The challenge of Oscar Wilde is not in the words but ensuring the performance does them justice. There were no such fears with director Denzel Westley-Sanderson’s laugh-out loud production which delights from the off.
As butler Lane (Valentine Hanson) prepares tea at the London home of dandy Algernon Moncrief (Abiola Owokoniran), the delicately balanced glasses cleverly hint at the challenges to come when his friend John Worthing (Justice Ritchie) arrives, explaining that when he tires of life in the country looking after his teenage ward, he escapes to enjoy the high life of the city under the guise of seeing his wayward brother, ‘Ernest’. Algernon, in turn, regales him with his exploits of escaping the city in reverse fashion. Algernon’s aunt, Lady Bracknell (Daniel Jacob), arrives with her daughter, Gwendolen Fairfax (Adele James), to whom John wishes to become engaged, but can he meet Lady Bracknell’s exacting standards?
Switching to John’s country estate, his ward, Cecily Cardew (Phoebe Campbell), toys with her Governess, Miss Prism (Joanne Henry) whilst Dr Chasuble (Anita Reynolds) loiters. With butler Merriman (Hanson) much put upon, it’s one thing for John when Algernon turns up pretending to be his wayward brother ‘Ernest’ in order to woo the young ward, but when Gwendolen arrives with Lady Bracknell in hot pursuit, the fun really starts in a hilarious series of mistaken identities: will anyone learn the importance of being earnest?
There are deeper issues to this play which this production gives a distinct nod to such as sincerity versus cynicism; chastity versus desire; abstinence versus appetite; respectability versus honesty; and truth versus fiction, but at its heart it is a satirical swipe at dysfunctional families, class, gender and sexuality, and all the better for it.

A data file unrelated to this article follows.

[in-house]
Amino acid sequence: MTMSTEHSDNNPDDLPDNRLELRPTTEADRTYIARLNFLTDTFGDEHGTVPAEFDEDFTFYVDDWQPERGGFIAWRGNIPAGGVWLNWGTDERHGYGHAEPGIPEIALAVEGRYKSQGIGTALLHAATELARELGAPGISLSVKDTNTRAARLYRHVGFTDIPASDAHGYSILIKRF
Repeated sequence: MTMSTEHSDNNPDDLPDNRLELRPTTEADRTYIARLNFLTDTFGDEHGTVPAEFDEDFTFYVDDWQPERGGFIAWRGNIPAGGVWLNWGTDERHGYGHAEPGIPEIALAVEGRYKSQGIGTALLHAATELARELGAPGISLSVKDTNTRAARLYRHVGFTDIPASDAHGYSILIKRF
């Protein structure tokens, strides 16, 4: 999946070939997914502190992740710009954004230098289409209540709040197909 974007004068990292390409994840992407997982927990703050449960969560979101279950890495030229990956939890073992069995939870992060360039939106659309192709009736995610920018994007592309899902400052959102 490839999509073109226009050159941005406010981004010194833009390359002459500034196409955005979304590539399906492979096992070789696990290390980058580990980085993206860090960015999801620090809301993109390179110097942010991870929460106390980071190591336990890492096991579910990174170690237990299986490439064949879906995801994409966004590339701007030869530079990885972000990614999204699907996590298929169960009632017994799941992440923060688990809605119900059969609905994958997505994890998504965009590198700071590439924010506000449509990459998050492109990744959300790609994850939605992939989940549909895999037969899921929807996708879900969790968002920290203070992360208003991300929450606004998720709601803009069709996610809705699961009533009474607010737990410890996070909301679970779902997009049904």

Lily Arnold’s design, complemented by Zoe Spurr’s lighting and Beth Duke’s sound, perfectly evoked the period, and I particularly enjoyed the clever wall reveal of the opening scene. Set changes had been well thought through and took place seamlessly, all matched by the equally wonderful choreography and movement from Tinovimbanashe Sibanda and Tonye Scott-Obene.
Very much a play of pairs and contrasts, Ritchie’s impeccably upright yet compromised Worthing and Owokoniran’s delightfully comic Moncrief are like opposite sides of the same coin, whilst Henry’s Prism and Reynolds’ Dr Chasuble sensitively play out a ‘will they, won’t they’ routine.
Jacob takes his own alter-ego, Vinegar Strokes, to play Lady Bracknell with full aplomb whilst Hanson performed both butlers to hilarious effect with superb comic timing. James’ assured young lady and Campbell’s precocious Cecily were both well and truly calling the shots, and as they took aim at their respective targets, each took their character performance to a new level.
A truly talented cast performing one of my favourite plays, what’s not to like? I still can’t believe this is the professional debut for two of them!
For over eighty years, Cambridge Arts Theatre has been bringing world class performing arts to the city and region, and they have an exciting programme ahead, further details https://www.cambridgeartstheatre.com/
ETT are a UK based international touring company who create theatre which interrogates and celebrates contemporary England and reflects the diversity of our nation, further details of the company https://ett.org.uk/
The Importance of being Earnest is currently touring the UK, further details of venues and tickets https://ett.org.uk/our-work/the-importance-of-being-earnest-2/
Accompanying the tour is The Black Chronicles Exhibition in a Box, a pop-up photography display, showcasing studio portraits depicting sitters of African, Caribbean and South Asian descent during the Victorian era in Britain. The display is part of Black Chronicles – The Missing Chapter, further details https://autograph.org.uk/exhibitions/black-chronicles-display-at-the-importance-of-being-earnest
Reviewer: Mark Davoren
Reviewed: 24th September 2022
North West End UK Rating: ★★★★★